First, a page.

It's notable that, in this one-month period, the share price for AAPL has increased by 13%, greatly outpacing State Street's S&P 500 Index ETF (SPY) and Invesco's Nasdaq 100 ETF (QQQ), which have fallen 0.3% and 2.7%, respectively. Apple represents the top holding in each of these major ETFs.
The Keltner Channel indicator displays a set of semi-parallel lines based on a 20-day simple moving average and an upper and lower line. Because the upper lines are drawn by adding a multiple of ATR to the average and the lower lines are drawn by subtracting a multiple of ATR from the average price, then this channel indicator makes for an excellent visualization tool when charting historical volatility.
Recent trading volumes of Apple options greatly favor calls over puts. On Thursday, Dec. 16, over 2.2 million calls were traded, compared to 824,000 puts. This is a greater than 2.5-to-1 ratio, and at first glance appears incredibly bullish. However, trading volumes alone only tell one part of the story.
Open interest analysis can provide greater context into the sentiment of option traders. The current open interest for Apple features just under 5.8 million calls against nearly 4.6 million puts. Like recent trading volumes, open interest figures appear bullish at first glance. However, further analysis can provide deeper insights into option trader sentiment.
For each weekly option expiration date before the next monthly expiration date for options, Jan 21, it appears that traders are selling calls at or near the money. This is because open interest is rising, while implied volatility is falling, which suggests that traders are selling more contracts on short positions in this option. This could mean that option traders view the recent share price increase as unsustainable in the near term and are placing their bets that the stock will experience a short-term pullback.
Interestingly, this does not appear to be the case for options expiring Jan. 21, the next monthly expiration for options. For this expiration date, the single highest open interest is on the $150 call, with 107,000. This is followed closely by the $150 put, with 102,000. The $150 call is significantly in the month, while the $150 put is significantly out of the money.
The next significant strike pertaining to open interest at this expiration is the $200 call, with 101,000. This represents a 16% upside to Apple stock over the next month. A gain of that size would give Apple well over a $3 trillion market cap, and require over $450 billion flowing into Apple stock.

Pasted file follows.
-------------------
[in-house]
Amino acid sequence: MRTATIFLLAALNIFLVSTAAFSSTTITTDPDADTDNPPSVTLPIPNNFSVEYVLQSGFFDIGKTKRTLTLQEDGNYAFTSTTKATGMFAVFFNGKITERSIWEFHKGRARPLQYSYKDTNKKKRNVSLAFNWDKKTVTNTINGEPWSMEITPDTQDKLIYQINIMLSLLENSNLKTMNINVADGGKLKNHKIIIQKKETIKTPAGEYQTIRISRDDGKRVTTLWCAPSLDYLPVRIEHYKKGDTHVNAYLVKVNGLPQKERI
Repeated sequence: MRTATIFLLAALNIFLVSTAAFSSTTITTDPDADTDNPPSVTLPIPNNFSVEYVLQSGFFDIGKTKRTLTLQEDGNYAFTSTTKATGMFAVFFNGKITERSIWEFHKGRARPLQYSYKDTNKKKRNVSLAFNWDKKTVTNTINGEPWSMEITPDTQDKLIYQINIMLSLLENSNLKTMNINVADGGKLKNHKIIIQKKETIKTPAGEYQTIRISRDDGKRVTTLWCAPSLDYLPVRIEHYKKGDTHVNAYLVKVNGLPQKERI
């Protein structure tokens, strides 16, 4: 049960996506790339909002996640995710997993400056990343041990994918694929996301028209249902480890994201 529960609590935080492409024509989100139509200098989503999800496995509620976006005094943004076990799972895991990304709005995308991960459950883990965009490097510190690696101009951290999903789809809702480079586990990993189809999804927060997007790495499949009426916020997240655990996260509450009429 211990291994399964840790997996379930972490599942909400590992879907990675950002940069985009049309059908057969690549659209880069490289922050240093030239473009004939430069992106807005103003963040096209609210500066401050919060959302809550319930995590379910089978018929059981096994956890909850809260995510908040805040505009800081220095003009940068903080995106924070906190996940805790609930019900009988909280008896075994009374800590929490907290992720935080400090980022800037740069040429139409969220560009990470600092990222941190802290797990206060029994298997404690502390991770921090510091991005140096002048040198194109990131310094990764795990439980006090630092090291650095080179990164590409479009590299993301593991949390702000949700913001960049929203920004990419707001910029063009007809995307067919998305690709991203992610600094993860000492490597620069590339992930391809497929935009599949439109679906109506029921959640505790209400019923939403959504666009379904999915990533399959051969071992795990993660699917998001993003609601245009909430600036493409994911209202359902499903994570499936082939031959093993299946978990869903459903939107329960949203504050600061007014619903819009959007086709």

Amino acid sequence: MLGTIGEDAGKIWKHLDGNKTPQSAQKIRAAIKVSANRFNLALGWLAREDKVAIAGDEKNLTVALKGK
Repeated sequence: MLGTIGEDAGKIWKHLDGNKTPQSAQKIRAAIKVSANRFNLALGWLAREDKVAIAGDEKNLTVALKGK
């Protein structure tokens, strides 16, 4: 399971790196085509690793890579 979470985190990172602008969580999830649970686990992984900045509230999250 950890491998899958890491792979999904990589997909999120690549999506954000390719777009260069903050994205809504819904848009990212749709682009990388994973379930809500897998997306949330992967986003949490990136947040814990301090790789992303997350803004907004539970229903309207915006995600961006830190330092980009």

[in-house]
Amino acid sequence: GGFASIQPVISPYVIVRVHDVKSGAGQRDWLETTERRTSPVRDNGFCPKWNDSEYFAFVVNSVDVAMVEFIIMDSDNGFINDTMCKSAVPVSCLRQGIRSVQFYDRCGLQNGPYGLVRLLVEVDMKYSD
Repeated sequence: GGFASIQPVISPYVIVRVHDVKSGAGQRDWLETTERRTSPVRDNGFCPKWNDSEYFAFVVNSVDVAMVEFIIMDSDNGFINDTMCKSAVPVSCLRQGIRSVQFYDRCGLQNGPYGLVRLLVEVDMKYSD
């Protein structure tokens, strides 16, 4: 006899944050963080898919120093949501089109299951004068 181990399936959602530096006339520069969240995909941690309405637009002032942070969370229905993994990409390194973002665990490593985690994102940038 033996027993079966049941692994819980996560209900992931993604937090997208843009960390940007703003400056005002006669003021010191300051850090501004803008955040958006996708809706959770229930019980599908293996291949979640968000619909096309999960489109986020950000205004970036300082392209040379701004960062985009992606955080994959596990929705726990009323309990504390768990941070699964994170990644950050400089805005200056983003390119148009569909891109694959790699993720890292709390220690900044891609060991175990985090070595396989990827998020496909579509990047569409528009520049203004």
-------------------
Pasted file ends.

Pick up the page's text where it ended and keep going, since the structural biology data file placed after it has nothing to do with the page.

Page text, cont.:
For Jan. 21 expiration, out-of-the-money put pricing declines at a much slower rate than out-of-the-money call pricing. This could be because option traders are more willing to place speculative bets on the Apple share price declining in this time. However, it should be noted that only 14 out-of-the-money strikes are available for call options at time of writing.
Considering at-the-money options and one strike in either direction up and down in the option chain, there are significantly more call options in the open interest for Jan. 21 expiration than puts. The ratio of these calls to puts is nearly 2.5-to-1. This is important to consider, as these strikes perhaps reflect more realistic price action based on current share prices than considering far out-of-the-money options, which may have skewed numbers by speculators and option sellers collecting premium.
The chart below illustrates at-the-money options expiring Jan. 21, highlighted by the solid green and red boxes. The green box represents the pricing that call option sellers are offering, and it implies a 36% probability that Apple shares will close inside this range by expiration. The red box illustrates the pricing for puts, with a 34% chance if prices go lower by expiration.
The transparent green and red boxes represent out-of-the-money calls and puts, specifically the $200 call and $150 put, expiring Jan. 21. The probability percentages are based on the current delta of each individual option. The elevated open interest at these strikes could be speculators who are willing to pay discounted premiums for the potential of large returns.
Over the past month, the Apple share price has risen 13% after receiving several price target upgrades from major banks. Apple stock could also be seen as a relatively safe port in an otherwise volatile storm. However, option traders appear to be taking the opportunity to sell call options in the near term, illustrating a bearish sentiment.